Difference between revisions of "Unfractionated heparin"

(Created page with "==Common Indications== DVT, PE, AFIB, ACS ==Bleeding Risk Factors== A. Surgery, trauma, or stroke within the previous 14 days. B. History of peptic ulcer disease, GI ble...")
 
(Adult Dosing)
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==Common Indications==
+
==General==
 +
*Type: Anticoagulant
 +
*Dosage Forms: IV, SC
 +
*Common Trade Names: Heparin
  
 +
==Adult Dosing==
 +
*See [https://depts.washington.edu/anticoag/home/content/heparin-infusion-guidelines University of Washington pharmacy heparin infusion guidelines]
 +
===Thromboembolism===
 +
*Bolus: 80 units/kg IV x 1 (MAX: 5,000 units)
 +
*Then drip: 18 units/kg/h IV (MAX: 1,000 units/h)
 +
*Adjust dose to target aPTT levels based on nomogram
  
DVT, PE, AFIB, ACS
+
==Pediatric Dosing==
 +
*IV infusion
 +
**Initial loading dose 75 units/kg given over 10 minutes
 +
**Initial maintenance dose 20 units/kg/hour and adjest per local policy
  
+
==Special Populations==
 +
*[[Drug Ratings in Pregnancy|Pregnancy Rating]]: C
 +
*[[Lactation risk categories|Lactation risk]]: Infant risk minimal
 +
*Renal Dosing
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**No adjustment
 +
*Hepatic Dosing
 +
**No adjustment
  
==Bleeding Risk Factors==
+
==Contraindications==
 +
*Allergy to class/drug
 +
*33% of patients develop some form of bleeding complication; 2-6% develop major bleeding
 +
*Heparin-Induced Thrombocytopenia
 +
*See [[HIT (Heparin-Induced Thrombocytopenia)]]
  
 +
===Risk Factors for Major Bleeding Complication===
 +
*Recent surgery or trauma
 +
*Renal failure
 +
*Alcoholism
 +
*Malignancy
 +
*Liver failure
 +
*Concurrent use of warfarin, fibrinolytics, steroids, or antiplatelet drugs
  
A. Surgery, trauma, or stroke within the previous 14 days.
+
==Pharmacology==
 +
*Half-life: 1.5 hrs
 +
*Metabolism: Hepatic
 +
*Excretion: Urine
 +
*Mechanism of Action:
 +
**Binds to and activates antithrombin which in turns inactivates factor Xa and thrombin
 +
*Anticoagulation effect lasts up to 3hr after stopping infusion
 +
*Must give IV (not subq) for acute thromboembolic disease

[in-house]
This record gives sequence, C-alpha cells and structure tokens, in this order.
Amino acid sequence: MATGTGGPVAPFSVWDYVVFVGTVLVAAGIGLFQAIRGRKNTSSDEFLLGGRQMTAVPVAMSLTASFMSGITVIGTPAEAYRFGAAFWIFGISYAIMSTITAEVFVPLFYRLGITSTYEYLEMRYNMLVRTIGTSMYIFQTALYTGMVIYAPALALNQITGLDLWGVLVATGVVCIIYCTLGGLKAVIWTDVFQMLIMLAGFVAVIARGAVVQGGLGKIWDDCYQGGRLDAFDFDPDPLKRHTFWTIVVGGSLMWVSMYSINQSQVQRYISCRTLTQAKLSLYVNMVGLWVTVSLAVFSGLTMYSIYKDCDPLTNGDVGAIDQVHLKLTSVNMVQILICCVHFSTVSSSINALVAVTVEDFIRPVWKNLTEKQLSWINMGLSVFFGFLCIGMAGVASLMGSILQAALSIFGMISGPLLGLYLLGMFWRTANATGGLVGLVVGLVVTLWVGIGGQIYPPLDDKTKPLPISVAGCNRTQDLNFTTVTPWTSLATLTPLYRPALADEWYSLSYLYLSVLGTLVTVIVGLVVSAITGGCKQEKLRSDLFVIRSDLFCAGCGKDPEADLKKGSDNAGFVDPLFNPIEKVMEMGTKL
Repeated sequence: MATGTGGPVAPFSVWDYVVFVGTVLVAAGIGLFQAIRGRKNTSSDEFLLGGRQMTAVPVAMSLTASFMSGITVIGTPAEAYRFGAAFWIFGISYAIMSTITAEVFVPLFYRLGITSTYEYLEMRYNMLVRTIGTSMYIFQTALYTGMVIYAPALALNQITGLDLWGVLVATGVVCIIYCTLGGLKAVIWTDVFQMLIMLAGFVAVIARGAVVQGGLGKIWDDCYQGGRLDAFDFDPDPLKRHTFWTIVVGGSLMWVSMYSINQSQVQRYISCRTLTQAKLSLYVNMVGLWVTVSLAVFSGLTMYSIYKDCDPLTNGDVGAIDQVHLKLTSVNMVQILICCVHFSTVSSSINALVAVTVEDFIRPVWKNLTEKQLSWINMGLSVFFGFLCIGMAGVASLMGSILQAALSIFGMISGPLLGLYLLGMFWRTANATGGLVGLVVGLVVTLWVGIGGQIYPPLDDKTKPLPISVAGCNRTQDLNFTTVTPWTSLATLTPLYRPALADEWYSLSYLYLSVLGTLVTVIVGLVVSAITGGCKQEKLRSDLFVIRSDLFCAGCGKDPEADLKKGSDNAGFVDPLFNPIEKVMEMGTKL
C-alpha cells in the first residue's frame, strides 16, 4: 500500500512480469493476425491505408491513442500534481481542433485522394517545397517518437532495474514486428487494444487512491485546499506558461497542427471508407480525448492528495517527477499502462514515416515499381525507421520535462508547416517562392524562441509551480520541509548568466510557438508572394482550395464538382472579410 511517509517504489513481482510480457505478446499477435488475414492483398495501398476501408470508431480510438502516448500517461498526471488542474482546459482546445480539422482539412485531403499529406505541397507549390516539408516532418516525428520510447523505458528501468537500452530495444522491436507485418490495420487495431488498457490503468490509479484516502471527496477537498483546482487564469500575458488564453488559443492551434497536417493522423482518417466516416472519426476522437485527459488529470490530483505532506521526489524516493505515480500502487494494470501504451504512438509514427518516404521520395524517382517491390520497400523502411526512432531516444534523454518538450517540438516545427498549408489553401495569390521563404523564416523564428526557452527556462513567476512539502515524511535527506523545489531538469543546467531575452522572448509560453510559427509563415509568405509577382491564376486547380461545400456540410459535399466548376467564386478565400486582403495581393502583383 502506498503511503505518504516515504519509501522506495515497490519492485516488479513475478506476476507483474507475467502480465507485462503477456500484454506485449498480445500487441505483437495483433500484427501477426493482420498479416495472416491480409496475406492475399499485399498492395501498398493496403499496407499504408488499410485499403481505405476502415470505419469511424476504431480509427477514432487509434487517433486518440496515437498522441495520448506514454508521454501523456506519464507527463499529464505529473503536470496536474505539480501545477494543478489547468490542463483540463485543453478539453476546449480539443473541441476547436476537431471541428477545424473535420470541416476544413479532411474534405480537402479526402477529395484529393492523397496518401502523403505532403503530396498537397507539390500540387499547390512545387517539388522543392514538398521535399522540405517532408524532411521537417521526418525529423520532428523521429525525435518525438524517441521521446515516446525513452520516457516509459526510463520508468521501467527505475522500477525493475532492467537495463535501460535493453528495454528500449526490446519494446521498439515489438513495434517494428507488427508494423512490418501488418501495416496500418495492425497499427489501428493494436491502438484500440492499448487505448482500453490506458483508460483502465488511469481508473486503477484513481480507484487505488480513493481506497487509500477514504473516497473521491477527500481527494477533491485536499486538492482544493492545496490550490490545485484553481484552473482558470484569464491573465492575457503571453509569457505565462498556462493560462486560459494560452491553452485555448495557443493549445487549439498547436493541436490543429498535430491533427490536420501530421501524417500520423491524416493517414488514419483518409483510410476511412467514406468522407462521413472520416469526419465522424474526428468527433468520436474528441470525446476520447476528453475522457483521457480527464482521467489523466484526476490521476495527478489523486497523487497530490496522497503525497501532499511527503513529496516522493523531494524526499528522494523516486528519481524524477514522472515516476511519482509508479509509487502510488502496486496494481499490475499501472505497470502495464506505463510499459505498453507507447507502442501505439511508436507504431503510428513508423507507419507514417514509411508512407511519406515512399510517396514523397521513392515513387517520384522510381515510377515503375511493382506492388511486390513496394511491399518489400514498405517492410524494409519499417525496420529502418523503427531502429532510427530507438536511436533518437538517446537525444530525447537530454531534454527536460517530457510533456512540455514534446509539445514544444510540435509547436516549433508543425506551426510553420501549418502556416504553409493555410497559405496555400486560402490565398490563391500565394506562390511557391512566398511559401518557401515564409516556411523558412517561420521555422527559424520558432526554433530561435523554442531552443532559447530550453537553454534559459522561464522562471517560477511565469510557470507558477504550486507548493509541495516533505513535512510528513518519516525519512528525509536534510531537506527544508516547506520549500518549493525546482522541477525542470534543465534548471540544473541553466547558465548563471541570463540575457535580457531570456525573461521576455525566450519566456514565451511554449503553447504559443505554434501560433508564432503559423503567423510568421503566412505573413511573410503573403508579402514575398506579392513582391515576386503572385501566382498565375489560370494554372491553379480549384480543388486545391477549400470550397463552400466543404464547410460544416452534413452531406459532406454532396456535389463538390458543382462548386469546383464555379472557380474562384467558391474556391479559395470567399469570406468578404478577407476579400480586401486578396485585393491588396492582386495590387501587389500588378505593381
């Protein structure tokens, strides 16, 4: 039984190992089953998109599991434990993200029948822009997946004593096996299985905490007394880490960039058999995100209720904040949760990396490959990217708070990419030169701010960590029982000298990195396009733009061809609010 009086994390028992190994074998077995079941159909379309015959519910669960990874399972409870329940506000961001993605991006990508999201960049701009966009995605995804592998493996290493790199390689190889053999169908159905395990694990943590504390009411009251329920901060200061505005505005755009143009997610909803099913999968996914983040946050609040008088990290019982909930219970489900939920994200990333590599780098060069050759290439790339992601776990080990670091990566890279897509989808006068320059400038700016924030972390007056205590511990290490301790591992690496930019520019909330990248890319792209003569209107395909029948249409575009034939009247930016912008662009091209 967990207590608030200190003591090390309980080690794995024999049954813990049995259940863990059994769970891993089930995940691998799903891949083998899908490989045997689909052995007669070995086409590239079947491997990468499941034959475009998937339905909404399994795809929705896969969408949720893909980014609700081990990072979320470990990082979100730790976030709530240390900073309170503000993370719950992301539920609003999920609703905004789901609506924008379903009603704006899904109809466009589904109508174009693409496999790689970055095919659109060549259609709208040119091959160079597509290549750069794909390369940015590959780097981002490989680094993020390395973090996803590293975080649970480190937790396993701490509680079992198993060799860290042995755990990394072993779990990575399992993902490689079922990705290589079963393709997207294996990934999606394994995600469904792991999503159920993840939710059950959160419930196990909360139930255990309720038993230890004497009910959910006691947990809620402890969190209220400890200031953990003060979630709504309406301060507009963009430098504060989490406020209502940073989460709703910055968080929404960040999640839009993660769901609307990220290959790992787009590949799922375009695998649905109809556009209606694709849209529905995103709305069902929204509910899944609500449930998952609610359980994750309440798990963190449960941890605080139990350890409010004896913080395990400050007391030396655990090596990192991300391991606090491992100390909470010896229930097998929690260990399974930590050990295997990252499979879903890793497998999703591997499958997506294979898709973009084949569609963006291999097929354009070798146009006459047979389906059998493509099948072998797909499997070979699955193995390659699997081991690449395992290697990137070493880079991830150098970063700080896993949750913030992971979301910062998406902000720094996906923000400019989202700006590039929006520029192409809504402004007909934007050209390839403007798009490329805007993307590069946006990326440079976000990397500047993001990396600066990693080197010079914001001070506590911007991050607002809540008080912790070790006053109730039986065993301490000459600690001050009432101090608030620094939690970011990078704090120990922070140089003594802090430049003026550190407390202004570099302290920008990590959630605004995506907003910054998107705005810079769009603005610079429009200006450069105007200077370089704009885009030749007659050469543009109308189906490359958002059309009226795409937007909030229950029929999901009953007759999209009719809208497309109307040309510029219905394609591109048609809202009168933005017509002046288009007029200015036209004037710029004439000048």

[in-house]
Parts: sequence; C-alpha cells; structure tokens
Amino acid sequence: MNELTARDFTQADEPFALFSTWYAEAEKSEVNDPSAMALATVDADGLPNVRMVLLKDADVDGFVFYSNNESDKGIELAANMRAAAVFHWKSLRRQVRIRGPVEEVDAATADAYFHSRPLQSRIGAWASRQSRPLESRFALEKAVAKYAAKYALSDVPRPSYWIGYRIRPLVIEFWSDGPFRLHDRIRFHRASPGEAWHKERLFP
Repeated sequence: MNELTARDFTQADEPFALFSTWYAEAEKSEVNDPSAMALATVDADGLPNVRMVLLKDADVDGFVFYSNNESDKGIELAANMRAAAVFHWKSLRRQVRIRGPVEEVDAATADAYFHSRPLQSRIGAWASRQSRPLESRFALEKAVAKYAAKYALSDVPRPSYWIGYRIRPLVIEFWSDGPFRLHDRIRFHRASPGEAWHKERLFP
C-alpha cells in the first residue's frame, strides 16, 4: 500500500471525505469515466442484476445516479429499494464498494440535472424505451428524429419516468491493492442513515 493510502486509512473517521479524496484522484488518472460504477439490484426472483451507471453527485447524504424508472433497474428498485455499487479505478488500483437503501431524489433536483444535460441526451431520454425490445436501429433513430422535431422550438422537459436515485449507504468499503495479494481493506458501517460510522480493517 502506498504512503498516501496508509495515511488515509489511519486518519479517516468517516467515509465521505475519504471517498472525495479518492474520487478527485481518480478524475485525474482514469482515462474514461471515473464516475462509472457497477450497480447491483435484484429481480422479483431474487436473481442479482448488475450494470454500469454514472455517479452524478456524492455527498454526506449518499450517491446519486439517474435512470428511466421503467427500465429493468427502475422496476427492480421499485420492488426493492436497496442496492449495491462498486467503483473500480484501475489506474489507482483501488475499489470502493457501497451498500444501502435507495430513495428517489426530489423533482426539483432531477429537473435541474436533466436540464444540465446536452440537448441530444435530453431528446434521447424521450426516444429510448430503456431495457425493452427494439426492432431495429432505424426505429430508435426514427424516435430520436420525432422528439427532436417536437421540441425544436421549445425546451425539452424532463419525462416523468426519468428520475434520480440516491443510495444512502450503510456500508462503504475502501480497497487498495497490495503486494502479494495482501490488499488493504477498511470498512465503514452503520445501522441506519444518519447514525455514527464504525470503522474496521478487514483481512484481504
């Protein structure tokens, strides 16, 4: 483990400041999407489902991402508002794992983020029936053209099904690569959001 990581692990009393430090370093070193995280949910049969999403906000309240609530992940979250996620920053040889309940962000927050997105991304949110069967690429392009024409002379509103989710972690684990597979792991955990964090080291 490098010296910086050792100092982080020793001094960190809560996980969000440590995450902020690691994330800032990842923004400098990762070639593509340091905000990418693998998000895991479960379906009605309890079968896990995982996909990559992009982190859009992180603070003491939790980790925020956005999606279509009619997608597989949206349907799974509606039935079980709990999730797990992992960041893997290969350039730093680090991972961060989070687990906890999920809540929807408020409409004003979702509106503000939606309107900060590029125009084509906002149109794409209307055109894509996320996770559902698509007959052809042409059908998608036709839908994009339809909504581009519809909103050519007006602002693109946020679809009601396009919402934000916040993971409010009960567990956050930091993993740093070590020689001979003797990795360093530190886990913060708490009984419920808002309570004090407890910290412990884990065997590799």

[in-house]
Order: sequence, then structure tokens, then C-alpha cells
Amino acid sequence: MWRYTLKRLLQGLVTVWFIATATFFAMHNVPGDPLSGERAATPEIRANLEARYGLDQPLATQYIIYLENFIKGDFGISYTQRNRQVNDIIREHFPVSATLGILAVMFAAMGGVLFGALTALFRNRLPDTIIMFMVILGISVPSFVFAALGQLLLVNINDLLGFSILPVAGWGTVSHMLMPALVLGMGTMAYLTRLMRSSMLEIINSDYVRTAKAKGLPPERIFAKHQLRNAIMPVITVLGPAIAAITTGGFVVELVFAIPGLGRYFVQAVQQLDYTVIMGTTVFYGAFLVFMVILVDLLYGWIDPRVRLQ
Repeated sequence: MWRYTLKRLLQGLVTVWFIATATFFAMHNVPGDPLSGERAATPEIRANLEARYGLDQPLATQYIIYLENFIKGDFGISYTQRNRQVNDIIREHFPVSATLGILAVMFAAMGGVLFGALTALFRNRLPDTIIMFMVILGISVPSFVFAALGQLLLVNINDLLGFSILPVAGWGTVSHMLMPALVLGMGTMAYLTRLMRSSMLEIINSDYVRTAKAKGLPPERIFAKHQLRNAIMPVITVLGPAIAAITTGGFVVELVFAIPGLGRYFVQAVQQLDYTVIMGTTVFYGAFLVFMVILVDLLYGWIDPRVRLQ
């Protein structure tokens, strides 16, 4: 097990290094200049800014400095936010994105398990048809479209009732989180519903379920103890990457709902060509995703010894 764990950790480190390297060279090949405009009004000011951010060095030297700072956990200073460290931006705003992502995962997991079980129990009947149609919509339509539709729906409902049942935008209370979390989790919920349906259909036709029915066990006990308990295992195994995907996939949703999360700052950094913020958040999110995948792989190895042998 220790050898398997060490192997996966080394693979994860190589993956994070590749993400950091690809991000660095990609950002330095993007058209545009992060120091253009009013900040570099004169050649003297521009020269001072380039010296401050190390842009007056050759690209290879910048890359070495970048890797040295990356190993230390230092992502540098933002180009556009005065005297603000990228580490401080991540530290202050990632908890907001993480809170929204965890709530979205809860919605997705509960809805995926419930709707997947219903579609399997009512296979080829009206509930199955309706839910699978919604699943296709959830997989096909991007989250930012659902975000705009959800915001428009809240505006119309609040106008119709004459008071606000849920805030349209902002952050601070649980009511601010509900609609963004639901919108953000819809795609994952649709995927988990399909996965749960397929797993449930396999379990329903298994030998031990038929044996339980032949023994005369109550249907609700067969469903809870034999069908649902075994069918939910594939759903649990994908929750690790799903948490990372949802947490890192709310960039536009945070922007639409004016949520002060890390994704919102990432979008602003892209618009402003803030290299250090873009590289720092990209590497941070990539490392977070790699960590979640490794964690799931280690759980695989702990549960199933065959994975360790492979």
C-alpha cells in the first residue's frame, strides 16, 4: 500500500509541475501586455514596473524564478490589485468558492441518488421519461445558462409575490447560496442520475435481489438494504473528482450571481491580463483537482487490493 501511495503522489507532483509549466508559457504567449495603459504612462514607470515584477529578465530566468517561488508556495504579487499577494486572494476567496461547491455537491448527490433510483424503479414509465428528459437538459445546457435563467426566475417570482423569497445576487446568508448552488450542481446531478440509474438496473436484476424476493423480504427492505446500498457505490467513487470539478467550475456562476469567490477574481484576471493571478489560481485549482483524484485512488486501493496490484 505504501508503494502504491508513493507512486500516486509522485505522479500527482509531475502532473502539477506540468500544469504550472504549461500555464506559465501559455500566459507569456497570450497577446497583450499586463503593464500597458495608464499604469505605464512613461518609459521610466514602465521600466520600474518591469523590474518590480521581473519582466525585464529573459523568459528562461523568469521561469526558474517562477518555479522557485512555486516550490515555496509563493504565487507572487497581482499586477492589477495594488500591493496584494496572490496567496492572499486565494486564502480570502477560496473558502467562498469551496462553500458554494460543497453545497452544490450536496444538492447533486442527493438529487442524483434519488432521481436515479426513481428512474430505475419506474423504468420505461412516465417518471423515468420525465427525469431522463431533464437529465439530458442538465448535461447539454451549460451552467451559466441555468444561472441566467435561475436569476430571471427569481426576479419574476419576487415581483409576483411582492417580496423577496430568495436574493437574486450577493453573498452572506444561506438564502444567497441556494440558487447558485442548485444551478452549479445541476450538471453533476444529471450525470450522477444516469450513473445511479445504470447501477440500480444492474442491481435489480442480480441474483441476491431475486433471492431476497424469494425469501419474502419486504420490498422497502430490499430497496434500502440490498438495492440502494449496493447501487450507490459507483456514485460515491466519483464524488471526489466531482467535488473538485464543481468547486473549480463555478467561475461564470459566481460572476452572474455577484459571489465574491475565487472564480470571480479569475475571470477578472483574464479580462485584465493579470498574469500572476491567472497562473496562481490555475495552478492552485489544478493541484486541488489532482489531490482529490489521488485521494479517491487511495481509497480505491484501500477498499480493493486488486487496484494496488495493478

+
**Unpredictable anticoagulation effect
 +
**Must monitor with PTT; therapeutic range is 1.5-2.5x normal value
  
B. History of peptic ulcer disease, GI bleeding or GU bleeding.
+
==See Also==
 +
*[[Unfractionated heparin reversal]]
 +
*[[Coagulopathy (main)]]
 +
*[[Low molecular weight heparin]]
  
C. Platelet count less than 150K
+
==References==
 +
<references/>
  
D. Age > 70 yrs.
+
[[Category:Pharmacology]]
 
 
E. Hepatic failure, uremia, bleeding diathesis, brain metastases.
 
 
 
 
 
 
*Draw extra blue top prior to starting if concerned about a hypercoaguable state (heparin will interfere with assays)
 
 
 
 
 
 
==Treatment ==
 
 
 
 
 
A. Bolus - 150 u/kg for PE, and 80-100 u/kg for all other conditions.
 
 
 
B. Infuse - 15-25 u/kg/hr (high risk --> 15-18 u/kg/hr; low risk --> 22-25 u/kg/hr)
 
 
 
 
 
 
C. Sliding scale - PTT in 60-80 range..
 
 
 
PTT Bolus/Hold Adjust Heparin
 
 
 
<50 70 u/kg 0 Increase 200 u/hr
 
 
 
50-59 0 0 Increase 100 u/hr
 
 
 
60-80 0 0 No change
 
 
 
81-99 0 0 Decrease 100u/hr
 
 
 
>100 0 60min Decrease 200 u/hr
 
 
 
 
 
 
*If 1st PTT after loading dose is > 100 sec do NOT change the infusion rate unless evidence of bleeding
 
 
 
 
 
 
D. The PTT should be checked 4-6 hrs after a new bolus or any change in the infusion dose.
 
 
 
E. Other LABS to check include stool GUIAC qd and CBC (platelets) qd
 
 
 
 
 
 
Duration: DVT or PE --> 5 days of heparin (even if the INR is therapeutic earlier in hospital course)
 
 
 
 
 
 
==Source ==
 
 
 
 
 
1/22/06; DONALDSON (addapted from Lampe)
 
 
 
 
 
 
 
 
 
[[Category:Heme/Onc]]
 

Revision as of 19:08, 20 April 2019

General

  • Type: Anticoagulant
  • Dosage Forms: IV, SC
  • Common Trade Names: Heparin

Adult Dosing

Thromboembolism

  • Bolus: 80 units/kg IV x 1 (MAX: 5,000 units)
  • Then drip: 18 units/kg/h IV (MAX: 1,000 units/h)
  • Adjust dose to target aPTT levels based on nomogram

Pediatric Dosing

  • IV infusion
    • Initial loading dose 75 units/kg given over 10 minutes
    • Initial maintenance dose 20 units/kg/hour and adjest per local policy

Special Populations

Contraindications

Risk Factors for Major Bleeding Complication

  • Recent surgery or trauma
  • Renal failure
  • Alcoholism
  • Malignancy
  • Liver failure
  • Concurrent use of warfarin, fibrinolytics, steroids, or antiplatelet drugs

Pharmacology

  • Half-life: 1.5 hrs
  • Metabolism: Hepatic
  • Excretion: Urine
  • Mechanism of Action:
    • Binds to and activates antithrombin which in turns inactivates factor Xa and thrombin
  • Anticoagulation effect lasts up to 3hr after stopping infusion
  • Must give IV (not subq) for acute thromboembolic disease
    • Unpredictable anticoagulation effect
    • Must monitor with PTT; therapeutic range is 1.5-2.5x normal value

See Also

References